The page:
It's been a running packed two weeks. R2R2R last weekend, then a very interesting and challenging 1st day testing for the ASU Ultrastudy and the VO2 max test, then volunteering and pacing at Javalina Jundred this past weekend. More testing this week for the Ultra study, a 5K I organized for work. Cancelling the Mountain Mist 50K? Running this weekend for a third ultra this month? Most miles in one month this month EVER. Lot's going on, no time to write it. But, I'll get to it!!!
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Simply amazing. I'd love to find this full legnth somewhere.
I really can't say enough about the Grand Canyon. Every trip is a magical experience. Sounds corny but when you have really experienced a Rim to Rim to Rim you grow this intimate relationship with the Canyon to the point where it feels like leaving a family member when you finally drive away. The staggering beauty never ceases to amaze me. The sun coming up over the ridgeline and the way the colors change as the sun climbs in the sky...it's why I run, it's why I hike, it's why I love the life I have.
47 miles and 20,000 feet of elevation gain later I'm feeling pretty solid going into the Javalina Jundred race pacing Matt. I'm volunteering the morning shift which I'm actually quite excited about. I'm looking forward to seeing some of the regular people there and cheering people on from the other side of the refreshments. A few hours after that I'm changing shoes and jumping to the start line to pick up Matt and hopefully pull him through for the full 100 miles.
Before I can even do that I have my first test with the ASU Ultramarathon Study which is attempting to determine what the fastest pace you can run an Ultra and keep burning your fat supplies and not switching over to burning your muscles. So Friday morning I have a 50 minute walk as they test several levels of my fitness. Then it's a max test to determine my max VO2. Starting at a moderate pace (7:00-7:30/mile) with an increase in grade every 30 seconds until I can no longer stay on the treadmill. Exciting to be a part of it and to find out what I'm capable of on an offiical level.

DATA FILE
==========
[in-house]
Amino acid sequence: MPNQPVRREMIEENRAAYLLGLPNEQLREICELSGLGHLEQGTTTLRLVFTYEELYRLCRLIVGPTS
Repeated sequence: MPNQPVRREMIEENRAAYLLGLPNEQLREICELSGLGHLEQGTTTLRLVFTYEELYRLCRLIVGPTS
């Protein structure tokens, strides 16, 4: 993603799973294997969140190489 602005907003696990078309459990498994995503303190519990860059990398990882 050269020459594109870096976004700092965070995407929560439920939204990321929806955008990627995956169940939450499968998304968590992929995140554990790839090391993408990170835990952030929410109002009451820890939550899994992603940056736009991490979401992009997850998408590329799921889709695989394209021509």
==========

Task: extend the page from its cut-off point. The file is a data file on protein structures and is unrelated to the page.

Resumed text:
I can't even think about this run in anything other than disappointment. I finished the "race" in 3:31 for 17.25 miles. There was about 3,500 feet in gain and around an equal amount of loss. The race took you up 7 miles of dirt trail from 3,800 feet in elevation to a little over 6,000. Aid station was at a bit over 9 miles and then a trip down 4 miles of nearly non-existent "trail" as part of the long Arizona Trail. Thorns, briars, cactus, snakes, stream beds and full on river beds. Probably the most fun part of the course but then we came back out on a jeep road that returned to a packed dirt road like the beginning.
My legs were only ready to run for about 300 meters of this entire race. From the start I felt heavy footed, dead legged and unmotivated to do anything. When I did feel like running my stomach was rolling and spinning to the point of near vomit. This went on from miles 2-17. Couple that with my left hip tightening up and then my right side of my groin straining due to dehydration I had a miserable run. I certainly could have pushed it a good bit harder up the mountain and down the last stretch but my stomach was NOT doing well and afterall, it was only a "fun run." More importantly I knew I had a very tough run in the Grand Canyon a week away and I didn't want to damage my body for that trail.
A few really good positives:
Lot's of familiar faces. Jon Roig, Coury brothers, Laura from WMRC, Paul Bonnet, Honey of course, Boone, Paulette and a few people I've seen at other races in the past. I also had a chance to run with Matt Schmidt who I'll be pacing for 2 laps at Javalina Jundred. We ran the course together for the entire way and had a great time talking to him along the way. I felt bad I was holding him back a bit on some sections due to either my stomach or groin but I held up several times on the sketchy trail heading down so we'll call it almost even.
The views are amazing. In every direction the mysterious and rugged Mazatzal Mountains loom around you. While it was a jeep road for the majority of the 18 miles it was beautiful and absolutely perfect weather.